Cut the baby-boomer boasts

By Monica Porter, November 11, 2010

My high-school graduating class of 1970 recently held its 40-year reunion in New York. This has been followed by copious emails between the attendees and other class members who (like me) did not attend but have re-connected via cyberspace. And it's been a typical exercise in baby-boomer myth-making.


Sport: the new accountancy

By Robert Low, November 11, 2010

Professional footballer? What sort of a job is that for a nice Jewish boy? Quite a lucrative one, possibly, for at least one talented Israeli teenager. Omri Altman is only 16 and has been offered a week's trial by Liverpool after stellar performances for Israel's Under-17 side, which he captains.

Some Israelis have even compared him to Liverpool's captain and England star Steven Gerrard, doubtless with an eye to bidding up his transfer value if Liverpool, or another Premier League team, offer him a professional contract.


Raising up our Arab citizens

By Doug Krikler and Trevor Pears, November 8, 2010

British Jews who care about Israel should care about its 1.5 million Arab citizens. Fully integrating the Arab minority is vital to Israel's prosperity and cohesion. It is not just an issue that affects Israel's security - we have seen before how tensions between Israel's Jewish and Arab communities can bubble over into violence - but also one that is central to the state's economic prospects, as well as its global standing as the one true democracy in the Middle East.


Jews, not Israel, are the Islamists' target

By Winston Pickett, November 4, 2010

Now that the latest terror threat has been neutralised - with a little help from the Saudis - we've entered the predictable post mortem phase. This is the political scrum in which government, security, intelligence and law enforcement authorities scramble to apportion blame and devise strategies to keep air travel safe.

For British Jews, there are important lessons to grab hold of before lurching reactively to the next security crisis.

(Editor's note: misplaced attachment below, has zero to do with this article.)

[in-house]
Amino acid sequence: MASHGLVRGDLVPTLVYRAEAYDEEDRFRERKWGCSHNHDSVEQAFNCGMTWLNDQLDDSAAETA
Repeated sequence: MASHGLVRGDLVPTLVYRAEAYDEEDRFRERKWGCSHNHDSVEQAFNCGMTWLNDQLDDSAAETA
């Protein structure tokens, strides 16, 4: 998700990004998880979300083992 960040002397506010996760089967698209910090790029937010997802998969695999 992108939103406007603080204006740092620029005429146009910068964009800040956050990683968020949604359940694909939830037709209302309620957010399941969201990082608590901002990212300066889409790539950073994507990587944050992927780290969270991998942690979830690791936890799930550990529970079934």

There's always something to do

By Josh Colman, November 4, 2010

London is a city like no other. With world class universities, job opportunities, history, culture and nightlife, it's a great place to live and study. As for Jewish life, London students are spoilt for choice.


Today's cultural icon: the self-hating Jew

By David Herman, November 2, 2010

One of the best plays in London at the moment is Arthur Miller's Broken Glass, playing to packed houses at the Kilburn Tricycle. It is a play about a self-hating Jew in 1930s Brooklyn. At the same time, Howard Jacobson's novel, The Finkler Question, about a very different kind of self-hating Jew, has just won the Man Booker Prize and is the most talked-about book of the autumn.

What is it about Jewish identity, and self-hating Jews, in particular, that seems to strike a chord in Britain today?


When 'tradition' means 'bigotry'

By Paul Berger, November 1, 2010

New Yorkers opened their newspapers a couple of weekends ago to read of a brutal attack on three gay men in the Bronx who were kidnapped, beaten, tortured and sexually assaulted by a gang of nine men. In Belgrade, over the same weekend, about 100 people, mainly policemen, were injured after far-right demonstrators rioted because of a gay parade.


Dinner in Hanoi, petrol in Brum

By Peter Rosengard, October 29, 2010

Last Saturday I dropped in on my parents’ weekly coffee morning, ‘Sally’s salon.’ My mother opened the door. “Have some cheesecake,” she said.

“No thanks, Mum. I’m trying to lose weight.”

As I walked into the kitchen, the landline rang. “This is the Barclays Fraud Prevention Unit calling.”

“Good morning! How can I help you?” I asked.

“Please don’t hang up,” the woman said.

“ Relax. Why would I hang up? I’ve only just answered,” I said.


Winds of communal change

By Jenni Frazer, October 29, 2010

If a conference that took place in Berlin last weekend is anything to go by, Jewish leaders in the West need a rapid Russian language induction course — and an equally rapid re-think of how things get done.

Jonathan Joseph, the South African-born, British-based president of the European Council of Jewish Communities, may not have done the Russian Berlitz course yet but he has certainly got to grips with how things get done.


The north needs to attract more celebrities.

By Angela Epstein, October 29, 2010

It’s a gloomy midweek evening in north Manchester. A thin wind whips through the damp air and The Apprentice is on the telly. Who on earth would venture out on such a night?

It’s a question I ask myself as I pull into the car park of a local shul hall, where I’m star-billing as guest speaker at a small event for the local branch of the League of Jewish Women. Good job I had no Mariah Carey-esque dressing-room requests, such as fresh flowers or chilled pomegranate juice — though there is the promise of a plate of kichels after I’ve finished.